Post Unwittingly Makes Case for Northbound Protected Bike Lane on UWS

Today, New Yorkers got a blast from the past in the pages of the New York Post. Less than a week ago, Community Board 7 voted unanimously to ask DOT to study complete streets measures including a protected bike lane on Amsterdam Avenue. For today’s paper, the Post sent two reporters to the Columbus Avenue protected bike lane to get some quotes from die-hard bike lane opponents and catch wrong-way cyclists on camera.

To get anti-bike quotes, the Post goes back to the well. Ian Alterman, the president of the 20th precinct community council who has opposed not only bike lanes but also business requests for bike racks, and the Zingone Brothers grocery store, which has previously had its grievances aired on WCBSWNYC — and (surprise!) the Post — both make appearances. Can you smell the controversy?

The NY Post's street safety coverage priorities. Photo: NY Post
If there was a protected northbound bike route on the Upper West Side, the Columbus Avenue bike lane wouldn’t draw so much wrong-way riding. Photo: NY Post

The Post conveniently ignored all the benefits the Columbus Avenue redesign has brought to the Upper West Side: Shorter crossing distances for pedestrians, new concrete islands that get drivers to take turns carefully, safer biking conditions, tweaks to improve loading zones for businesses, narrower lanes and less speeding, and — most important — a 41 percent reduction in pedestrian injuries.

The paper tried to link the bike lane — which creates a safe place to ride in the street — to sidewalk riding and wrong-way cycling. Never mind that sidewalk riding is down: Only 2.3 percent of riders on Columbus currently use the sidewalk, a drop from before the lane was installed, according to DOT.

There’s no evidence that wrong-way riding is any more or less frequent than it used to be either, but if northbound cycling is prevalent on the southbound Columbus Avenue bike lane, there’s a good reason: There is no northbound protected bike lane on the Upper West Side. The Post actually makes a good case for a companion protected lane on Amsterdam, which would give cyclists a safer route heading uptown and draw wrong-way bike traffic off Columbus.

  • Jesse

    Raise your hand if you’ve ever salmoned through the park to avoid the shitshow on CPW.

    I often wonder if people would hyperventilate if the protected bike lanes were just striped two ways. Honestly, there’s room to do it if you consider that the city has no problem putting bike lanes in door zones on other streets. But could New Yorkers handle looking both ways when they jaywalk?

  • HamTech87

    Great point. Another interesting piece about that video was the look of those two cyclists. Both commuting for transportation, and going slowly enough to easily stop. One gray haired and in regular clothes. The other clearly working, with some sort of machine (vacuum cleaner?) on his back.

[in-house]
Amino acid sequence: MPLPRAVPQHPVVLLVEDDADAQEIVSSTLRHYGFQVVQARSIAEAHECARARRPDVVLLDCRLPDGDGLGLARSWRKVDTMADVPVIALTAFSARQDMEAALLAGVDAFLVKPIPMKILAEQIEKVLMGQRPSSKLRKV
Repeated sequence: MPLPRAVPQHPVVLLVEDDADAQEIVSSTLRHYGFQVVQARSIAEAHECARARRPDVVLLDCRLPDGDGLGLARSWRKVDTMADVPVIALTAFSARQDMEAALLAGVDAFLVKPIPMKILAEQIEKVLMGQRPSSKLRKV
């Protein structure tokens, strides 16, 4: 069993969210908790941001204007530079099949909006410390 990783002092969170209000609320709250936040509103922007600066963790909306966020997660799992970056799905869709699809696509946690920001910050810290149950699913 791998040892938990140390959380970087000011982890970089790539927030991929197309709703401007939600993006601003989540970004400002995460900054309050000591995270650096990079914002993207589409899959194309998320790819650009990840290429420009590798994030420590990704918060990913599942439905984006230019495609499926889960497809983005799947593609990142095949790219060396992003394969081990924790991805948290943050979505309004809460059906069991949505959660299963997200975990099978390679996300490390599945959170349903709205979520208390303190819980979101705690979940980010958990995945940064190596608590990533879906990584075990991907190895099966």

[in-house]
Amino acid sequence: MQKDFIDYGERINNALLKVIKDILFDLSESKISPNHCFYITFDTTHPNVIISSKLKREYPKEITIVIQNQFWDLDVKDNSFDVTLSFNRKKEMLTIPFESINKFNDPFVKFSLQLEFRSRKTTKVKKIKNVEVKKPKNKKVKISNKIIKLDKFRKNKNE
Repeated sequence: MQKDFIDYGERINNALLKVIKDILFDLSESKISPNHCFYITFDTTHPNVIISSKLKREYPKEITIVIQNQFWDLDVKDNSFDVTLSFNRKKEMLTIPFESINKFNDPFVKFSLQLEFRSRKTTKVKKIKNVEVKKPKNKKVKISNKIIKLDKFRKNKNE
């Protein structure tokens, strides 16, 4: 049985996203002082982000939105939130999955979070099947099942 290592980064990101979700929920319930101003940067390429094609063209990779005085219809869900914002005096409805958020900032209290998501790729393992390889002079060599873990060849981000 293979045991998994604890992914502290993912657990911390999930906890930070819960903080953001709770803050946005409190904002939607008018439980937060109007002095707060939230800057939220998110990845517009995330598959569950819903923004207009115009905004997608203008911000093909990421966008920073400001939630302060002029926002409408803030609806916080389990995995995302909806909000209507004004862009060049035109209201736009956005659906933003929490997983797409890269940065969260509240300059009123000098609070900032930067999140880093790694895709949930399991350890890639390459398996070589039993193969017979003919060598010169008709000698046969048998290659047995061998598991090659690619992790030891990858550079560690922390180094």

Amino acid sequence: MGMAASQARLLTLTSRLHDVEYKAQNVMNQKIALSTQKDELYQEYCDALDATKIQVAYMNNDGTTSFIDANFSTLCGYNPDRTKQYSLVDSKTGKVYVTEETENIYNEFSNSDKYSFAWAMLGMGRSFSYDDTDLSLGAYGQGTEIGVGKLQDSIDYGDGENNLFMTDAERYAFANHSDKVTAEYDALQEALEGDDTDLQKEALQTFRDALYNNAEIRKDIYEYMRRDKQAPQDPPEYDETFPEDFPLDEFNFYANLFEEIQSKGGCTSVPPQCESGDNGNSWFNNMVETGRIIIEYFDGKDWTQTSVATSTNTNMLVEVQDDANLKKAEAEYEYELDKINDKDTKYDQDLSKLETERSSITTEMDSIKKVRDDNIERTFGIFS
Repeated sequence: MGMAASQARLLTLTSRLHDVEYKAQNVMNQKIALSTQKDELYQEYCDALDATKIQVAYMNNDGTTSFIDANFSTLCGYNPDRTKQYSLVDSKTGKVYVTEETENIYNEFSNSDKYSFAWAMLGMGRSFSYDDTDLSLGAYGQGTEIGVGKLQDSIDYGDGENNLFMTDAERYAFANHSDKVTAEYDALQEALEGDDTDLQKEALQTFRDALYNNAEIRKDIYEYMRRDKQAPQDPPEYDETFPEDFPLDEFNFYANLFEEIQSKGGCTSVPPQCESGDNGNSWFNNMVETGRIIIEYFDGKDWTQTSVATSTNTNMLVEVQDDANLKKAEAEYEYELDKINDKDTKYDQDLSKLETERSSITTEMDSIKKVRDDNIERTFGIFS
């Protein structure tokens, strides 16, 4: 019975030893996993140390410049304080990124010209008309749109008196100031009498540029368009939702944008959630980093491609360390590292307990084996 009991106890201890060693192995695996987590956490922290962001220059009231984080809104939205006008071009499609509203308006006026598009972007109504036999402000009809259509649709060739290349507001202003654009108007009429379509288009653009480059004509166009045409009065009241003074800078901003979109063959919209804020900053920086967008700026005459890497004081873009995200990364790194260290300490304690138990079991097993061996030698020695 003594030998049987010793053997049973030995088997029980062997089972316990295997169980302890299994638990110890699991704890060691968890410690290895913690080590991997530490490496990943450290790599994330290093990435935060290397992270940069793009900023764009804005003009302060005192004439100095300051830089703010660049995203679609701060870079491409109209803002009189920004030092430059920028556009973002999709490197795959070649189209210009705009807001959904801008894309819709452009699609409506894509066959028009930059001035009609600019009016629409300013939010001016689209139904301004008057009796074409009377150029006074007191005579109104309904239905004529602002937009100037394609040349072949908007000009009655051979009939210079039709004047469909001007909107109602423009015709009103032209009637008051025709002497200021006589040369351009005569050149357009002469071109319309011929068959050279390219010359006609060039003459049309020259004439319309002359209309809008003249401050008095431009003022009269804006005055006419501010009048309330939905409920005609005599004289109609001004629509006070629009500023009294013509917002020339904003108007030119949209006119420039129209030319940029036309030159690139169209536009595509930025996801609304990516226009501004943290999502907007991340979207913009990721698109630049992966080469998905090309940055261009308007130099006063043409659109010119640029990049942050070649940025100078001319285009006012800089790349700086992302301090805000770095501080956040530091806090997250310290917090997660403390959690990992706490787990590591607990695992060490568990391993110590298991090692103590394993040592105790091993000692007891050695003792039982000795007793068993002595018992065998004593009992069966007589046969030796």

• HamTech87

    Cycling on Amsterdam, Bway, or West End is terrifying.

    Just had this same conversation earlier today on Streetsblog. And here’s the pic I posted of what you describe from Montreal.×390.jpg

  • EcoAdvocate

    Noticing where people on bikes are behaving badly and taking a moment to stop and think “WHY?” is important. I see tons of wrong way on a One Way Street riding in my small town. I certainly don’t ride like that, but perhaps the lawmakers would see: OH! The numerous One-Way roads in town make it harder for people on BICYCLES to get where they are going! If we go with a Complete Streets mindset and keep the traffic of ALL KINDS flowing, then we would end the highway slicing through our city and make the neighborhood street bi directional again. Or the next best thing is to create a contra-flow bike lane.

  • Jesse

    That picture is beautiful. How hard would it be to do something like that in New York?

  • Joe R.

    Any intelligent person should ask that question instead of giving the usual response of ticketing, ticketing, and more ticketing. Anything which is safe shouldn’t be illegal. I’m not a fan of wrong-way riding but I understand the rationale behind it in many cases. Same thing with sidewalk riding and passing red lights. These are both logical responses in an auto-dominated landscape where the efficiency/safety of other modes are marginalized. There may be reasons to have one-way streets for motor vehicles but in most cases those streets can remain two-way for bikes. Just make it official with proper markings so everyone knows where they should be.

  • Joe R.

    It depends where. Protected lanes certainly have their uses, but they’re hardly a panacea. The best place to use protected lanes is alongside parks, railways, superblocks, shorelines, or basically any place which doesn’t have frequent intersections. Remember most collisions occur at intersections. Protected lanes are best used where there are long stretches between intersections and the only danger is from motor vehicles alongside cyclists. That picture certainly fits the bill. The next intersection is so far away it’s out of camera view.